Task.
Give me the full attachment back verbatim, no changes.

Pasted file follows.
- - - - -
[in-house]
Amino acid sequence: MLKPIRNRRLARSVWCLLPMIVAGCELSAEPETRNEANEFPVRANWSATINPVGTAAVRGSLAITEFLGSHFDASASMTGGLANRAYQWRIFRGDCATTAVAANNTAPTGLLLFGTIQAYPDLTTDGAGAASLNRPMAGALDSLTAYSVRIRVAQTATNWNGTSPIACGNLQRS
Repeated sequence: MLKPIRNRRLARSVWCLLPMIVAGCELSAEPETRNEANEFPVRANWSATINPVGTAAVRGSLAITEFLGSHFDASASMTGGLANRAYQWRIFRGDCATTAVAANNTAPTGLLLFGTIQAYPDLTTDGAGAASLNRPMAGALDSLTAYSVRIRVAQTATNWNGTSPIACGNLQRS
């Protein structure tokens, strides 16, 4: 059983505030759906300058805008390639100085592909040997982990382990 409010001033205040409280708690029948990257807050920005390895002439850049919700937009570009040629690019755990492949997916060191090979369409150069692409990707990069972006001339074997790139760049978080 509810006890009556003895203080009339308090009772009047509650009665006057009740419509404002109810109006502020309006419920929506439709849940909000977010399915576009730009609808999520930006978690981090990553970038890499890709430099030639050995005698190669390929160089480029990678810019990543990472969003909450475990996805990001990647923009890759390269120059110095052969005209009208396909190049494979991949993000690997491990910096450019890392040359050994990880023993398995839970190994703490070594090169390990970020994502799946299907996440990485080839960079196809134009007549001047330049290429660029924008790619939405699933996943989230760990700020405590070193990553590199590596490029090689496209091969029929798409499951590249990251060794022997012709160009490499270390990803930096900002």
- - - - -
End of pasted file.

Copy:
[in-house]
Amino acid sequence: MLKPIRNRRLARSVWCLLPMIVAGCELSAEPETRNEANEFPVRANWSATINPVGTAAVRGSLAITEFLGSHFDASASMTGGLANRAYQWRIFRGDCATTAVAANNTAPTGLLLFGTIQAYPDLTTDGAGAASLNRPMAGALDSLTAYSVRIRVAQTATNWNGTSPIACGNLQRS
Repeated sequence: MLKPIRNRRLARSVWCLLPMIVAGCELSAEPETRNEANEFPVRANWSATINPVGTAAVRGSLAITEFLGSHFDASASMTGGLANRAYQWRIFRGDCATTAVAANNTAPTGLLLFGTIQAYPDLTTDGAGAASLNRPMAGALDSLTAYSVRIRVAQTATNWNGTSPIACGNLQRS
């Protein structure tokens, strides 16, 4: 059983505030759906300058805008390639100085592909040997982990382990 409010001033205040409280708690029948990257807050920005390895002439850049919700937009570009040629690019755990492949997916060191090979369409150069692409990707990069972006001339074997790139760049978080 509810006890009556003895203080009339308090009772009047509650009665006057009740419509404002109810109006502020309006419920929506439709849940909000977010399915576009730009609808999520930006978690981090990553970038890499890709430099030639050995005698190669390929160089480029990678810019990543990472969003909450475990996805990001990647923009890759390269120059110095052969005209009208396909190049494979991949993000690997491990910096450019890392040359050994990880023993398995839970190994703490070594090169390990970020994502799946299907996440990485080839960079196809134009007549001047330049290429660029924008790619939405699933996943989230760990700020405590070193990553590199590596490029090689496209091969029929798409499951590249990251060794022997012709160009490499270390990803930096900002």